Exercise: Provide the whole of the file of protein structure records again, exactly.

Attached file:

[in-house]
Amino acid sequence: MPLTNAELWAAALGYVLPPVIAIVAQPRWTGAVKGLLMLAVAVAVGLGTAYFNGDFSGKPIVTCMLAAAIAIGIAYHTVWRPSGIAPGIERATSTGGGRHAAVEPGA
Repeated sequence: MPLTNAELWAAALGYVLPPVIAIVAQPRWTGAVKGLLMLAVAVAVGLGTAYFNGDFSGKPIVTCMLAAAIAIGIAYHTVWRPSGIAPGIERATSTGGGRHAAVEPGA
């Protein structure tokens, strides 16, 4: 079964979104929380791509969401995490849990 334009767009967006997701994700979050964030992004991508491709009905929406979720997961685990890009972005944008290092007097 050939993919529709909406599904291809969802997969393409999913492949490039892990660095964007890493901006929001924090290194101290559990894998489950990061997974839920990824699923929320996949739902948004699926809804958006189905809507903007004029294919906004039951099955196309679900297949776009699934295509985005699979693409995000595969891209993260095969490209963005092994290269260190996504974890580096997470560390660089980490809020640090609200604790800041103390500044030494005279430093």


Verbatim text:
[in-house]
Amino acid sequence: MPLTNAELWAAALGYVLPPVIAIVAQPRWTGAVKGLLMLAVAVAVGLGTAYFNGDFSGKPIVTCMLAAAIAIGIAYHTVWRPSGIAPGIERATSTGGGRHAAVEPGA
Repeated sequence: MPLTNAELWAAALGYVLPPVIAIVAQPRWTGAVKGLLMLAVAVAVGLGTAYFNGDFSGKPIVTCMLAAAIAIGIAYHTVWRPSGIAPGIERATSTGGGRHAAVEPGA
């Protein structure tokens, strides 16, 4: 079964979104929380791509969401995490849990 334009767009967006997701994700979050964030992004991508491709009905929406979720997961685990890009972005944008290092007097 050939993919529709909406599904291809969802997969393409999913492949490039892990660095964007890493901006929001924090290194101290559990894998489950990061997974839920990824699923929320996949739902948004699926809804958006189905809507903007004029294919906004039951099955196309679900297949776009699934295509985005699979693409995000595969891209993260095969490209963005092994290269260190996504974890580096997470560390660089980490809020640090609200604790800041103390500044030494005279430093």